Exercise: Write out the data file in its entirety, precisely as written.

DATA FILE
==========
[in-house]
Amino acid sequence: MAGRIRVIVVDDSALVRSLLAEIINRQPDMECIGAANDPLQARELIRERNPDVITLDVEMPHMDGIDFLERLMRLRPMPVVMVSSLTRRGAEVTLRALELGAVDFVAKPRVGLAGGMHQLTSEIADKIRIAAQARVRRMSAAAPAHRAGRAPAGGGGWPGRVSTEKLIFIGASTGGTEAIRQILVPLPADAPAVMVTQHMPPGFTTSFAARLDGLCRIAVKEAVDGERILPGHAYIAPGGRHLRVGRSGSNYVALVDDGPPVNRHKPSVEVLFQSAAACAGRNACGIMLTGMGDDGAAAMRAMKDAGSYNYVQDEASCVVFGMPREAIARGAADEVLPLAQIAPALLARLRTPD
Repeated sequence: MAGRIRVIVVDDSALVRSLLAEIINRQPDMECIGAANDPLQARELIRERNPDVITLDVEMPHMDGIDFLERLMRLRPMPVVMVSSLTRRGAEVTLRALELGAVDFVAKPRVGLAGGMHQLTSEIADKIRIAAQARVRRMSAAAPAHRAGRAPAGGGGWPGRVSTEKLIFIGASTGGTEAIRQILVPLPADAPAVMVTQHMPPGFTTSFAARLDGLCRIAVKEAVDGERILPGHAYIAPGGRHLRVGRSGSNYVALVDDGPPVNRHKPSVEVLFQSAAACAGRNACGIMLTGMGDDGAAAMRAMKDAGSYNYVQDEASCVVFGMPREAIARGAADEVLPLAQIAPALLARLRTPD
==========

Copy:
[in-house]
Amino acid sequence: MAGRIRVIVVDDSALVRSLLAEIINRQPDMECIGAANDPLQARELIRERNPDVITLDVEMPHMDGIDFLERLMRLRPMPVVMVSSLTRRGAEVTLRALELGAVDFVAKPRVGLAGGMHQLTSEIADKIRIAAQARVRRMSAAAPAHRAGRAPAGGGGWPGRVSTEKLIFIGASTGGTEAIRQILVPLPADAPAVMVTQHMPPGFTTSFAARLDGLCRIAVKEAVDGERILPGHAYIAPGGRHLRVGRSGSNYVALVDDGPPVNRHKPSVEVLFQSAAACAGRNACGIMLTGMGDDGAAAMRAMKDAGSYNYVQDEASCVVFGMPREAIARGAADEVLPLAQIAPALLARLRTPD
Repeated sequence: MAGRIRVIVVDDSALVRSLLAEIINRQPDMECIGAANDPLQARELIRERNPDVITLDVEMPHMDGIDFLERLMRLRPMPVVMVSSLTRRGAEVTLRALELGAVDFVAKPRVGLAGGMHQLTSEIADKIRIAAQARVRRMSAAAPAHRAGRAPAGGGGWPGRVSTEKLIFIGASTGGTEAIRQILVPLPADAPAVMVTQHMPPGFTTSFAARLDGLCRIAVKEAVDGERILPGHAYIAPGGRHLRVGRSGSNYVALVDDGPPVNRHKPSVEVLFQSAAACAGRNACGIMLTGMGDDGAAAMRAMKDAGSYNYVQDEASCVVFGMPREAIARGAADEVLPLAQIAPALLARLRTPD